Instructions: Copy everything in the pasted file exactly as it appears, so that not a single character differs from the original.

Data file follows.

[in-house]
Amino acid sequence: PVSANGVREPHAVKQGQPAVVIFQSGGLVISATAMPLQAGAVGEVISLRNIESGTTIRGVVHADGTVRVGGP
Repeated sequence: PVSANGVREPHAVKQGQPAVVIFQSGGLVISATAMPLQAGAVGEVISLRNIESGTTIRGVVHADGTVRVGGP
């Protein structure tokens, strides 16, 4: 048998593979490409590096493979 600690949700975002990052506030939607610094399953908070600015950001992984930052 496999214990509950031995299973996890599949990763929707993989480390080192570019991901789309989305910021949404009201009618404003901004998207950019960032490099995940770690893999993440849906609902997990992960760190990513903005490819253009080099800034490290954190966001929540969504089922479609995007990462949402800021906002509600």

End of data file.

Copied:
[in-house]
Amino acid sequence: PVSANGVREPHAVKQGQPAVVIFQSGGLVISATAMPLQAGAVGEVISLRNIESGTTIRGVVHADGTVRVGGP
Repeated sequence: PVSANGVREPHAVKQGQPAVVIFQSGGLVISATAMPLQAGAVGEVISLRNIESGTTIRGVVHADGTVRVGGP
């Protein structure tokens, strides 16, 4: 048998593979490409590096493979 600690949700975002990052506030939607610094399953908070600015950001992984930052 496999214990509950031995299973996890599949990763929707993989480390080192570019991901789309989305910021949404009201009618404003901004998207950019960032490099995940770690893999993440849906609902997990992960760190990513903005490819253009080099800034490290954190966001929540969504089922479609995007990462949402800021906002509600």